2008 record      

 

If President Trump's re-election prospects hinge on the success of his economic policies, his prospects for 2020 look pretty good right now, a new IBD/TIPP Poll suggests. Americans aren't just more optimistic, but groups not known to be Trump-friendly in their politics are among the most optimistic of all.

We noted in an earlier piece that the U.S. seems to have undergone a significant mood shift, with the share of Americans saying they're optimistic about the direction of the country rising above 50 for the first time since January 2005. Along with that, the Presidential Leadership Index jumped 3.2% to 45.7 in August, the highest since Trump's first month in office.

Those data have been confirmed by the IBD/TIPP Economic Optimism Index, which rose 2.8% to 58 in August, its highest since January of 2004. With GDP growth at 4.1% in the second quarter and unemployment currently at an ultralow 3.9%, it's no wonder.

That economic optimism number for August, by the way, is the highest of Trump's presidency. And it is the longest stretch ever — 23 months — above the make-or-break level of 50 for the optimism index.

The near-eight-year rebound from the Financial Crisis marked a giant dead spot in the U.S. economy of slow economic and jobs growth. But that now appears definitively over, at least in most Americans' minds. That can be seen in one of IBD/TIPP's lesser-known indicators, our "Financial Stress" index. Our pollster, Raghavan Mayur, began keeping it in December of 2007, the very month the financial crisis turned into the Great Recession.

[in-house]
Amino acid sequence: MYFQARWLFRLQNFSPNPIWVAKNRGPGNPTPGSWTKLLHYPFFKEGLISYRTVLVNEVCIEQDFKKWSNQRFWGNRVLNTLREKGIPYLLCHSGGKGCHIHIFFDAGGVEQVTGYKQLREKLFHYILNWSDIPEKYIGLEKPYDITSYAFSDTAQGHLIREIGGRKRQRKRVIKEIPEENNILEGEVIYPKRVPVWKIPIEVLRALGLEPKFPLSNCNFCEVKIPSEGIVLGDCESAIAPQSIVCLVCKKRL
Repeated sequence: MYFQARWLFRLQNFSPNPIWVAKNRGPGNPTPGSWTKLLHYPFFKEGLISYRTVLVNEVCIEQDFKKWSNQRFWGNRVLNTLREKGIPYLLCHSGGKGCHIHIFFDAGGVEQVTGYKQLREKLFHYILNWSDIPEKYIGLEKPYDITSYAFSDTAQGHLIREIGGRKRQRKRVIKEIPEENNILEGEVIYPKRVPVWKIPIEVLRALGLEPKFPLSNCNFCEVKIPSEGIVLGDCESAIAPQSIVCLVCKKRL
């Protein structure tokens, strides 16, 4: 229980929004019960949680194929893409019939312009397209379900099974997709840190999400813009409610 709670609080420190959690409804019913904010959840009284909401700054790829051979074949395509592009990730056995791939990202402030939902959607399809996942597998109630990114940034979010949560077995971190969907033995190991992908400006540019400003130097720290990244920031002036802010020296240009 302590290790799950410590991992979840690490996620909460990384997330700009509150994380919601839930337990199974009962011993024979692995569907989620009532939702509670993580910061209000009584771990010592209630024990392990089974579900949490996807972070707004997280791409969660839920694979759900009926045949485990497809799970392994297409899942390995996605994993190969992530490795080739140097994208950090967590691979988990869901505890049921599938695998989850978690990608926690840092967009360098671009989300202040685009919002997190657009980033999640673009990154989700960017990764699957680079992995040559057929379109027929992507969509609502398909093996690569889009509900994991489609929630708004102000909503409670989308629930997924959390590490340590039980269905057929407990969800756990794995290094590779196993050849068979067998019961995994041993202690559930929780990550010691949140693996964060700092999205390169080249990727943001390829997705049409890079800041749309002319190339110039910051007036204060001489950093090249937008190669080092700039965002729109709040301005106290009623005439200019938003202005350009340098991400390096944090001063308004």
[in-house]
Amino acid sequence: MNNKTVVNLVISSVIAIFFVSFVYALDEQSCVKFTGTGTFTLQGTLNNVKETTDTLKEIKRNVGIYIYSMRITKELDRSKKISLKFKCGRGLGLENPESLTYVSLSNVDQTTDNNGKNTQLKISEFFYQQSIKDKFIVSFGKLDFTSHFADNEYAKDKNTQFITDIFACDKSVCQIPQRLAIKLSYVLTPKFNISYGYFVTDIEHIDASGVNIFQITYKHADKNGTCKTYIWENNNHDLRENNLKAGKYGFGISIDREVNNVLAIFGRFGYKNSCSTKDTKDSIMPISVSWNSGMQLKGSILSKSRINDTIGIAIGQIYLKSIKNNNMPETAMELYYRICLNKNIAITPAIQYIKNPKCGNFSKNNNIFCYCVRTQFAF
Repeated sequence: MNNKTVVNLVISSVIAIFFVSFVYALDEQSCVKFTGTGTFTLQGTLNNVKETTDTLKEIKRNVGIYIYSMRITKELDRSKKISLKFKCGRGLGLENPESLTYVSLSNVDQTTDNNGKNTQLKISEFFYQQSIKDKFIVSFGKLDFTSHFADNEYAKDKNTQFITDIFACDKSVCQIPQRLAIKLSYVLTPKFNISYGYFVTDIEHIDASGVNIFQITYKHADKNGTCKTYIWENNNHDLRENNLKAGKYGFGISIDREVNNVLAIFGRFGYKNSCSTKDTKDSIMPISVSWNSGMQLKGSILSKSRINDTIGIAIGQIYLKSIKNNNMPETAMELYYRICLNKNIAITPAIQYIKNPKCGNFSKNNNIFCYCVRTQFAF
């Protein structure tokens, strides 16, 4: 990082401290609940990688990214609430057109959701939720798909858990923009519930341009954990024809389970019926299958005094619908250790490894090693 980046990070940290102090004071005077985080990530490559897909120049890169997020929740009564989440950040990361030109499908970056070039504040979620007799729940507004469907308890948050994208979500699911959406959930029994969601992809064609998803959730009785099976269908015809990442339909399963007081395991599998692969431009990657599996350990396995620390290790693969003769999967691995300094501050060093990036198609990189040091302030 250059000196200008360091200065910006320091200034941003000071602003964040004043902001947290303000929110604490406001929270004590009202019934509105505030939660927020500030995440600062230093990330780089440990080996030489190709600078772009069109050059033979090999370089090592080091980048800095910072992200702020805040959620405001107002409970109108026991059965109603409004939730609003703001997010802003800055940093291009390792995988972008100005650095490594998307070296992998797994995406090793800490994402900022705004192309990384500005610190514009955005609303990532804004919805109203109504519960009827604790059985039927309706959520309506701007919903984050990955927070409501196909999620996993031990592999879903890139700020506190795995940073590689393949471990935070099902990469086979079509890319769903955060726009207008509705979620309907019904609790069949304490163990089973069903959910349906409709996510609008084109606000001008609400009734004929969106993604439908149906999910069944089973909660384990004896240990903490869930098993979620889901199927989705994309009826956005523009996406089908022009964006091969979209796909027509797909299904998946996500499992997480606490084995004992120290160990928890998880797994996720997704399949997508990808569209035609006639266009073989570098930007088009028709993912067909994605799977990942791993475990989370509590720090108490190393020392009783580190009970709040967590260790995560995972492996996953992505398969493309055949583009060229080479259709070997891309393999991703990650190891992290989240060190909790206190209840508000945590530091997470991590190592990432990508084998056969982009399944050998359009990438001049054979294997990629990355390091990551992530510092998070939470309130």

For years, that index showed Americans were highly stressed-out about their finances, with monthly index numbers routinely in the 60s. Remember, the higher the index, the more it's a sign of high financial stress. While that index has averaged about 59.4 since its creation, it peaked at 74 in October of 2008, during the depths of the economic crisis and just a month before the presidential election.

But this month, that same index crashed below the 50 level to 47.4 — its lowest level ever. People are feeling more secure in their finances than they have at least since the early 2000s.

What's intriguing about this, as we noted, is that some of those who feel the economy's reviving "animal spirits" most keenly aren't necessarily big Trump fans.

Those aged 25-44, roughly the same demographic cohort as the millennial age group, saw their optimism about the economy jump to 63.7 in August, a 10% gain from July. That, too, is a all-time high.

Then there are the independents. They make up more than a third of the electorate these days. Though not organized, they are a de facto third party in American politics. Their optimism about the economy jumped 7% in August to 57.2.

It's important to note that these are key parts of the electorate that both Democrats and Republicans are fighting over. If both groups are overwhelmingly happy with how the economy's going, how likely are they to vote out those now in power? Especially now that, at 52.1, our Federal Economic Policies index is at its second-highest level since December 2006.
Where's The Wave?

We keep hearing about a "Blue Wave" building among Democrats that will sweep them back into power in Congress. And maybe there is one. Democrats and Republicans have rarely in modern history seemed so at odds. Trump gets almost no love in polls from Dems. However, in this month's IBD/TIPP Poll, we asked Americans who they would like to see win in this November's midterm elections. It was evenly split: 45% for the GOP, 45% for the Democrats.

Sound like a Blue Wave to you?

We're not the only pollster to notice this, by the way. The Rasmussen Reports survey asked Americans who deserves credit for the strong economy. Most (50%) said Trump, while just (40%) said Obama. So it's seeping into the common wisdom, despite the mainstream media's increasingly desperate attempts to poo-pooh it: Trump's policies have worked, creating the kind of economic growth that many liberal pundits and media types claimed was a thing of the past.

The point is, for all the trauma and hysteria that President Trump's tweets cause among the media, average Americans seem mostly to ignore it. But they like his economic policies — based on lower taxes and deregulation — and the faster growth and plentiful jobs that come with them. If this were an economic report card, Trump would get an 'A.'

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